a hut in between two trees made of bark. a person peers out from the center

“Pine Bark Hut”

a young girl sits underneath a large round circle made of bright yellow dandelions


a man peers out from the center of a mossy hut

Detail of “Moss Hut”

two girls sit in front of a bright yellow orb made of dandelions


a child sits under bank with a branch-constructed hut in front of him

“Root Hut”

dried hay envelops a home

“Hay House”

Do stories and artists like this matter to you? Become a Colossal Member today and support independent arts publishing for as little as $5 per month. The article Moss, Pine Bark, and Roots Camouflage Tiny Refuges Among the Wild Swedish Forests and Farmland appeared first on Colossal.

Species-Rich Places and the “Robin Hood” Conservation Strategy

Charles Darwin’s first trip to the Galapagos Islands caused ecologists to start wondering why some places have so many species and others have so few. ©Longjourneys/

Ever since the HMS Beagle arrived in the Galapagos Islands with a young Charles Darwin aboard—who was soon to meet a fateful family of finches—ecologists have struggled to understand a particularly perplexing question: Why is there such a ridiculous abundance of species in some places on Earth and a scarcity in others? In other words, what are the exact factors that drive animal diversity?

Scientists think that they have now found an answer to that fundamental ecological question. They’ve discovered that what an animal eats—and how that interacts with the climate—shapes the planet’s biodiversity.

And when it comes to biodiversity, we’re now losing it so rapidly that we’re no longer able to ask what’s going on with every species individually. So, researchers have developed a framework that can help scientists understand trends in biodiversity by using data from well-characterized species to provide insights on data-deficient species. It’s called the “Robin Hood approach.”

Africa has an abundance of meat-eating predators. Rain patterns and plant growth are responsible. ©Mogens Trolle/

Rain drives animal diversity

Have you ever noticed that certain locations—such as Africa or places in the far North like Greenland—have a plentitude of meat-eating predators? And that herbivores are more common in cooler areas, and omnivores tend to be more dominant in warm places?

It turns out that two key factors were crucial in shaping these patterns: precipitation and plant growth.

This conclusion comes from a Department of Watershed Sciences research team at Utah State University’s Quinney College of Natural Resources that had access to a mammoth set of global-scale climate data and a novel strategy.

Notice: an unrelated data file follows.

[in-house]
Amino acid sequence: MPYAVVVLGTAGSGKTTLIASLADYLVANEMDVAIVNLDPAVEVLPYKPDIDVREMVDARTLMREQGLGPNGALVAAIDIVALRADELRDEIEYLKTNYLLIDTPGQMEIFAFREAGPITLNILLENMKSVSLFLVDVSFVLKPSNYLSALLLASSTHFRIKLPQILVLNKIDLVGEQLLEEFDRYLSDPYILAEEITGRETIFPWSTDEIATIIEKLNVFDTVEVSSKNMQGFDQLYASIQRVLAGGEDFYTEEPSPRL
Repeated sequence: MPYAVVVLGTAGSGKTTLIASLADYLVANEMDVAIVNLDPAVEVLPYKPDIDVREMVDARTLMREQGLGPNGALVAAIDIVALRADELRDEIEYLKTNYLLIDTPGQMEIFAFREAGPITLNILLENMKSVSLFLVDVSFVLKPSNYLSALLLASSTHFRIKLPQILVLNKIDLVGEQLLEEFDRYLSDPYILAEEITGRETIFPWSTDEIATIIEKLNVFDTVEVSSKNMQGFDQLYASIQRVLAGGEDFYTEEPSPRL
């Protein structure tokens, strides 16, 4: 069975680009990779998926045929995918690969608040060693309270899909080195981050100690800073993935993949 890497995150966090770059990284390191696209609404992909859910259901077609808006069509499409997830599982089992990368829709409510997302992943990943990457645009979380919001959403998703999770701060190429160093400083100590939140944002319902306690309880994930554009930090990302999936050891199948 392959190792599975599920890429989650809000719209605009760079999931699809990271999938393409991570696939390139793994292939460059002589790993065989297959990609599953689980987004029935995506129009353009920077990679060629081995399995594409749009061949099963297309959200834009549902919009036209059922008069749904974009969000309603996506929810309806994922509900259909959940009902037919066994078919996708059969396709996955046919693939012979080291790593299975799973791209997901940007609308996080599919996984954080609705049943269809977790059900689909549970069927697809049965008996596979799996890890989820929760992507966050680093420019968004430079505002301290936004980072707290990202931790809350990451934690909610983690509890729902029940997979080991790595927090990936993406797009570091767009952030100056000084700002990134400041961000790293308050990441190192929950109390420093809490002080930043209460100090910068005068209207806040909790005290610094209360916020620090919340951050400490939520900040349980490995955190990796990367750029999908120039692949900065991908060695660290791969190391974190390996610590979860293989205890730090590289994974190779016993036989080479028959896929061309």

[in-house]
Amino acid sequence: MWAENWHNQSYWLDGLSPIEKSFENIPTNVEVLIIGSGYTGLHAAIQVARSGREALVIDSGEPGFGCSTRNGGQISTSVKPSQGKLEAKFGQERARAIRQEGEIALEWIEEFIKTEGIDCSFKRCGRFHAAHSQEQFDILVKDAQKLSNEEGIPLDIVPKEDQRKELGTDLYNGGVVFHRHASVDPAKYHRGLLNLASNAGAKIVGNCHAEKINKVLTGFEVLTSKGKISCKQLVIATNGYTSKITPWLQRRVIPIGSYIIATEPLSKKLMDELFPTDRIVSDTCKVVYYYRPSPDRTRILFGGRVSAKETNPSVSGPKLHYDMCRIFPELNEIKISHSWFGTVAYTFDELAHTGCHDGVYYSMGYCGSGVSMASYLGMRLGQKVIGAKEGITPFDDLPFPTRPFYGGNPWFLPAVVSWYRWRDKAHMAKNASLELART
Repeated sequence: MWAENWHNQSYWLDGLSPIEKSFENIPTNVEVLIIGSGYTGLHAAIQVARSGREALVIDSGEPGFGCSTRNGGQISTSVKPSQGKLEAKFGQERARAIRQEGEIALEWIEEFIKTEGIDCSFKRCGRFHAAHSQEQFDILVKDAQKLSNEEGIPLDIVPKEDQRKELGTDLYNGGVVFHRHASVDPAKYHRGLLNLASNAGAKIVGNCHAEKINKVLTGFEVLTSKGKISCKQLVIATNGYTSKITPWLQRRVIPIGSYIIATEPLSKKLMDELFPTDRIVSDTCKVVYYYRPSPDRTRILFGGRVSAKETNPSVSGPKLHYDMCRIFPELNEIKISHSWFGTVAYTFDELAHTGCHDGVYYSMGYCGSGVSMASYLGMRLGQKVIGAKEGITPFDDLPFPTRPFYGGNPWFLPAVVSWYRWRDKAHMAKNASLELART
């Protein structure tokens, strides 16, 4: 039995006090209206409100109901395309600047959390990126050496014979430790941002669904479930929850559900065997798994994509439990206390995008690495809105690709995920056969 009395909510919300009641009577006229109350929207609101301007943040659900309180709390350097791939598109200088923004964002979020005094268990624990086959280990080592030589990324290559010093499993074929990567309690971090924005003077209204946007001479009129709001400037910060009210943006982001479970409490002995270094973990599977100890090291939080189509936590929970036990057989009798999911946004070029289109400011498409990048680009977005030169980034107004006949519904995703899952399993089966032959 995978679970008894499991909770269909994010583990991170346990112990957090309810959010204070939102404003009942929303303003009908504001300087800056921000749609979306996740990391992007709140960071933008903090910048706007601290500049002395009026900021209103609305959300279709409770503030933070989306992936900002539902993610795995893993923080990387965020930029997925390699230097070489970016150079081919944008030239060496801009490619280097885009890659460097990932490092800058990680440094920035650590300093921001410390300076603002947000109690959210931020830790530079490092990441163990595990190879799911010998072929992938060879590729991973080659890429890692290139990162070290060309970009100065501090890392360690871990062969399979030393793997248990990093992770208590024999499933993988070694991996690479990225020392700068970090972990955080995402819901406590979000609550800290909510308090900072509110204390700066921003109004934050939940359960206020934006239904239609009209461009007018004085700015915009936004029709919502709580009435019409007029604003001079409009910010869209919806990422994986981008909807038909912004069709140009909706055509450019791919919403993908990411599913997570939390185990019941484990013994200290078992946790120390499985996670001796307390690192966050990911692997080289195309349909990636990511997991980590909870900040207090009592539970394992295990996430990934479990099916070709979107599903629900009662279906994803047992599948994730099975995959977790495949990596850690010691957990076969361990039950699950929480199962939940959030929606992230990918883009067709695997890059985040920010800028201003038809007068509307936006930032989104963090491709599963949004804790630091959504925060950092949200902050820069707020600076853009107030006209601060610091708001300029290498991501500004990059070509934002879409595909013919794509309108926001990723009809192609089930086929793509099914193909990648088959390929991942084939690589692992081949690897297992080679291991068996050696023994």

Madagascar, where precipitation patterns have an equal, six-month split between a wet season and a dry season, had the ideal ecological mix for herbivores, such as lemurs. ©OHudecek/

Historically, say the researchers, studies looking at the distribution of species across the Earth’s latitudes have overlooked the role of trophic ecology, which means how what animals eat impacts where they are found. This new work, published in the science journal Ecology Letters in September 2023, shows that herbivores, omnivores and predators are not randomly scattered across the globe. There are patterns to where these groups of animals are found. And precipitation across time plays a huge role in determining where different groups of mammals thrive. Geographical areas where precipitation varies by season, without being too extreme, had the highest levels of mammal diversity.

However, the total amount of rain was not the determining factor. If you imagine ecosystems around the world on a scale of precipitation and season, certain places in Utah and the Amazon rain forest fall on one end with low variability; they have steady levels of precipitation throughout the year. Other regions, such as southern California, have high variability, getting about 75% of their annual precipitation between December and March. But the sweet spot for herbivores and predators fell in a middle zone between the two extremes.

For example, places such as Madagascar, where precipitation patterns had an equal split between a wet season and a dry season (six months each), had the ideal ecological cocktail for promoting conditions for herbivores and predators. Omnivore diversity tends to thrive in places with very stable climates.

It was surprising to find that plant growth was more important for predators than herbivores and omnivores. Why remains a mystery. ©Ondrej Prosicky/